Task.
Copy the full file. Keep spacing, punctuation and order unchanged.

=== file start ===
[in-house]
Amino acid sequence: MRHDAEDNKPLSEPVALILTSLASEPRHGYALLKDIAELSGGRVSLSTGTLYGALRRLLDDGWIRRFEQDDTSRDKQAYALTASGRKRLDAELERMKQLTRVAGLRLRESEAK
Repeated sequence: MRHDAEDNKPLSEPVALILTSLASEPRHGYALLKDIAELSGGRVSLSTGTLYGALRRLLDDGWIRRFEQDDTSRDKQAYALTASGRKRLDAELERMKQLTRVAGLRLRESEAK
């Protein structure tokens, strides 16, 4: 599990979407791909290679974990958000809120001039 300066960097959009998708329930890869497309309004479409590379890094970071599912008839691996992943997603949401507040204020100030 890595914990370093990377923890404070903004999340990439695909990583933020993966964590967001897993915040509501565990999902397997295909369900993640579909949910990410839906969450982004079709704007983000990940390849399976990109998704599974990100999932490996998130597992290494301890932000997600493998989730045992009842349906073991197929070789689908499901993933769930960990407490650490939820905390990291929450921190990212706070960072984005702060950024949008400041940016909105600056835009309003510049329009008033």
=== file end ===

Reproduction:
[in-house]
Amino acid sequence: MRHDAEDNKPLSEPVALILTSLASEPRHGYALLKDIAELSGGRVSLSTGTLYGALRRLLDDGWIRRFEQDDTSRDKQAYALTASGRKRLDAELERMKQLTRVAGLRLRESEAK
Repeated sequence: MRHDAEDNKPLSEPVALILTSLASEPRHGYALLKDIAELSGGRVSLSTGTLYGALRRLLDDGWIRRFEQDDTSRDKQAYALTASGRKRLDAELERMKQLTRVAGLRLRESEAK
């Protein structure tokens, strides 16, 4: 599990979407791909290679974990958000809120001039 300066960097959009998708329930890869497309309004479409590379890094970071599912008839691996992943997603949401507040204020100030 890595914990370093990377923890404070903004999340990439695909990583933020993966964590967001897993915040509501565990999902397997295909369900993640579909949910990410839906969450982004079709704007983000990940390849399976990109998704599974990100999932490996998130597992290494301890932000997600493998989730045992009842349906073991197929070789689908499901993933769930960990407490650490939820905390990291929450921190990212706070960072984005702060950024949008400041940016909105600056835009309003510049329009008033």